Upper Deer Trail: 0.6 mile
This trail parallels Deer Trail through a mixed hardwood hillside.

Frances Slocum Trail: 0.7-mile
This loop trail begins and ends at the boat rental parking lot. On this trail hikers can see beautiful forests and the rock shelter where American Indians temporarily held their small captive (Frances Slocum).

Hilltop Loop Trail: orange blazes, 0.7 mile
The trailhead is on Green Road. Hilltop Trail is the starting point to access all trails on the western side of the park or can be hiked as a short loop.

Lakeshore Trail: 1.4-mile
This trail begins at the Campground Road bridge or the Big Pines Picnic Area and follows the lake shore. It is popular with shore anglers.

Larch Tree Trail: 2 miles
This hilly trail loops around the northeast corner of the park and through a large stand of larch trees.

Macanaquah Trail: 2.5 miles
This trail begins and ends on Carverton Road and intersects other trails.


Mountain Biking: 4 miles of trails
Over four miles of trails are available in the western part of the park. Trails range in difficulty from easiest to more difficult. Bikers should respect other riders and hikers when using designated trails. All mountain biking trails are designated with red blazes.


Stay the Night


The ADA symbol indicates that this activity or structure is ADA accessible.Camping: flush toilets, warm showers, electric hook-ups
A 100-site campground, with 15 walk-in tent sites, and 85 tent or trailer sites (some ADA accessible and some with electric hookups), is available from the second Friday in April through the third Sunday in October. Each site contains a picnic table and fire ring. Flush toilets, showers, drinking water, sanitary dump station and boat launch are available. Pets are permitted on designated sites.

Explore the campground map.

Explore camping for more information.

Click on this orange dot to make a reservation at a Pennsylvania State Park.

Make a reservation.


Free Camping for Campground Hosts: 1 host position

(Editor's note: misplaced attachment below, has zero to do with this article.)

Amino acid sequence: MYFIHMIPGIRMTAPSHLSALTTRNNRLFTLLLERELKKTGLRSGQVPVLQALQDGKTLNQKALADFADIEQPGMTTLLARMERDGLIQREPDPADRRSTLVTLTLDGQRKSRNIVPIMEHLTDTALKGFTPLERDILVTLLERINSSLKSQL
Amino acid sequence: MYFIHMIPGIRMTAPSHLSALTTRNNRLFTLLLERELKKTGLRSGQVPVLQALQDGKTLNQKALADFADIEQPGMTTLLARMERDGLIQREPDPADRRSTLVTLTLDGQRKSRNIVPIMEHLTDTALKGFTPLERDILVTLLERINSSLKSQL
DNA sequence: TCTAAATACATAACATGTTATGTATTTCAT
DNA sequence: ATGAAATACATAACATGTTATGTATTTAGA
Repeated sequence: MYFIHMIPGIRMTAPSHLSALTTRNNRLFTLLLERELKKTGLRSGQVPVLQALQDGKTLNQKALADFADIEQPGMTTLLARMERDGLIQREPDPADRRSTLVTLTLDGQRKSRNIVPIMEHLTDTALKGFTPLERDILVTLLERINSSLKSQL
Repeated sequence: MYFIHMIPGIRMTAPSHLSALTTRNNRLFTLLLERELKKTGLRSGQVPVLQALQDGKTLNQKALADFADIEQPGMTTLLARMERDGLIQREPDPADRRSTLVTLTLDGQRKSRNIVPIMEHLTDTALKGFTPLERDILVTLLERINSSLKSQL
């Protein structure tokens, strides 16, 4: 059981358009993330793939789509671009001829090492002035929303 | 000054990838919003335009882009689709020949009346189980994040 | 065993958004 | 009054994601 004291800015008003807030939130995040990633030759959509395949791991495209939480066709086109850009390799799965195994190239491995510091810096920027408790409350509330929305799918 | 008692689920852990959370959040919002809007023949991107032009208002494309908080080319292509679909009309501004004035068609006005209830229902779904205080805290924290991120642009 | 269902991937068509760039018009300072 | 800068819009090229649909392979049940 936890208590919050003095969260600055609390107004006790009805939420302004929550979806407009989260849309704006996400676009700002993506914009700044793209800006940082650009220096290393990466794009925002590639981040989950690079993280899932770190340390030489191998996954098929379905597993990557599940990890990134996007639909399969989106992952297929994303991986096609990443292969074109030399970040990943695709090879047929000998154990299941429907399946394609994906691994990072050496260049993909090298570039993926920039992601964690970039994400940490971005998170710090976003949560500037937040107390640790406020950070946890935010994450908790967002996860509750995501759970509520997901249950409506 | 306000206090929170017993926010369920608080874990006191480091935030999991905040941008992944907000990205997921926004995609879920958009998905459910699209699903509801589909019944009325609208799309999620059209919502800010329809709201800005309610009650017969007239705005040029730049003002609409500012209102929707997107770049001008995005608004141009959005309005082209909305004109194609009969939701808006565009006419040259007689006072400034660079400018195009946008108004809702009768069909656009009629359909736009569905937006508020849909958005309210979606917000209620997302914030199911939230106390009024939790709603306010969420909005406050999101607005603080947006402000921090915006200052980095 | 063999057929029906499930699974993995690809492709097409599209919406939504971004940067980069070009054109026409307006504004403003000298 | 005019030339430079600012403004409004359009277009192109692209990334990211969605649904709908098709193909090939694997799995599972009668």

The campground host sites amenities include 30 and 50-amp electric service, with water and sewer hookup. Contact the park office for additional information and availability.


Organized Group Tenting: Organized groups can rent this modern area, which can accommodate up to 40 people. The camping area has drinking water, fire rings, picnic tables, flush toilets and shower facilities.

Explore organized group tenting for more information.


Winter Activities


Explore the Winter Report for the current snow and ice depths. The lake ice thickness is not monitored. For your safety, be sure the ice is at least four inches thick and carry safety equipment.


Cross-country Skiing: When conditions permit, the campground road and day-use areas are popular for skiing.


Sledding: A good slope is west of the swimming pool.


Ice Fishing: Ice fishing is permitted on the entire lake.


Ice Skating: When conditions permit, ice skating is permitted on the frozen lake.


Environmental Education and Interpretation


Natural, cultural, historical and recreational programs are conducted by a park environmental educator from March through November. The park provides environmental education and interpretive programs that usually begin at the campground amphitheater from Memorial Day weekend through Labor Day.

Curriculum-based environmental education programs and teacher workshops are available to area schools.

Explore the Calendar of Events for a listing of events from today forward.

Explore environmental education and interpretation for more information.


Patrick J. Solano Environmental Education Center


The environmental education center sits near Frances Slocum Lake in the day use area. The building features exhibits on American Indians and the ecology of the park. Programs are offered from March to November.

The center is named for Patrick Solano, who served as deputy secretary for Parks and Forests with the former Department of Environmental Resources and as the acting secretary when the Department of Conservation and Natural Resources was created in 1995. Mr. Solano has held many prestigious positions, including senior counselor to two governors and a senate majority leader.

During World War II, Mr. Solano completed 23 combat missions with the Eighth U.S. Air Force Heavy Bombardment Group. For his service, he was awarded the Group Presidential Citation, the Air Force Medal with two Oak Leaf Clusters, and the European Combat Theatre Medal with two Bronze Stars.


Access for People with Disabilities


The ADA symbol indicates that this activity or structure is ADA accessible.If you need an accommodation to participate in park activities due to a disability, please contact the park you plan to visit.